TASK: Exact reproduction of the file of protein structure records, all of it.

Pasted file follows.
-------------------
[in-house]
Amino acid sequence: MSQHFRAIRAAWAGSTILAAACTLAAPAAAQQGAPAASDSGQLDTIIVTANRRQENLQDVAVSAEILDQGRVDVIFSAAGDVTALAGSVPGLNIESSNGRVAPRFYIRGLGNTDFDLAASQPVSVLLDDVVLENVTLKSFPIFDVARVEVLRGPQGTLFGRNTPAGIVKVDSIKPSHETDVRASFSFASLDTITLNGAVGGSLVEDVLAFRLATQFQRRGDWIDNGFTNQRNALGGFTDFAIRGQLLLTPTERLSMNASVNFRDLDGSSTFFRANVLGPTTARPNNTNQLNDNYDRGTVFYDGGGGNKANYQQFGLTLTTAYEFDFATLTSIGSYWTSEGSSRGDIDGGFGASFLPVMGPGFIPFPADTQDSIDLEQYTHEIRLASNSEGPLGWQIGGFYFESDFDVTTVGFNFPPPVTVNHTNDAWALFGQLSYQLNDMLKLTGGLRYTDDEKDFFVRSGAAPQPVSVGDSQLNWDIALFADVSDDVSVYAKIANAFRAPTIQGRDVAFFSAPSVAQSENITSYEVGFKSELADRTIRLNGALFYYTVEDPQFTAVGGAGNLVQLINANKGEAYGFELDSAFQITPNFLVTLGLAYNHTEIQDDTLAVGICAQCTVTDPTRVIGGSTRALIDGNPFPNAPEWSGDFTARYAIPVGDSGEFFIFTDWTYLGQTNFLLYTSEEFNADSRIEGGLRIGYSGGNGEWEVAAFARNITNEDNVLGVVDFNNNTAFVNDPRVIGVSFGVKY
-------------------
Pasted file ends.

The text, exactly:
[in-house]
Amino acid sequence: MSQHFRAIRAAWAGSTILAAACTLAAPAAAQQGAPAASDSGQLDTIIVTANRRQENLQDVAVSAEILDQGRVDVIFSAAGDVTALAGSVPGLNIESSNGRVAPRFYIRGLGNTDFDLAASQPVSVLLDDVVLENVTLKSFPIFDVARVEVLRGPQGTLFGRNTPAGIVKVDSIKPSHETDVRASFSFASLDTITLNGAVGGSLVEDVLAFRLATQFQRRGDWIDNGFTNQRNALGGFTDFAIRGQLLLTPTERLSMNASVNFRDLDGSSTFFRANVLGPTTARPNNTNQLNDNYDRGTVFYDGGGGNKANYQQFGLTLTTAYEFDFATLTSIGSYWTSEGSSRGDIDGGFGASFLPVMGPGFIPFPADTQDSIDLEQYTHEIRLASNSEGPLGWQIGGFYFESDFDVTTVGFNFPPPVTVNHTNDAWALFGQLSYQLNDMLKLTGGLRYTDDEKDFFVRSGAAPQPVSVGDSQLNWDIALFADVSDDVSVYAKIANAFRAPTIQGRDVAFFSAPSVAQSENITSYEVGFKSELADRTIRLNGALFYYTVEDPQFTAVGGAGNLVQLINANKGEAYGFELDSAFQITPNFLVTLGLAYNHTEIQDDTLAVGICAQCTVTDPTRVIGGSTRALIDGNPFPNAPEWSGDFTARYAIPVGDSGEFFIFTDWTYLGQTNFLLYTSEEFNADSRIEGGLRIGYSGGNGEWEVAAFARNITNEDNVLGVVDFNNNTAFVNDPRVIGVSFGVKY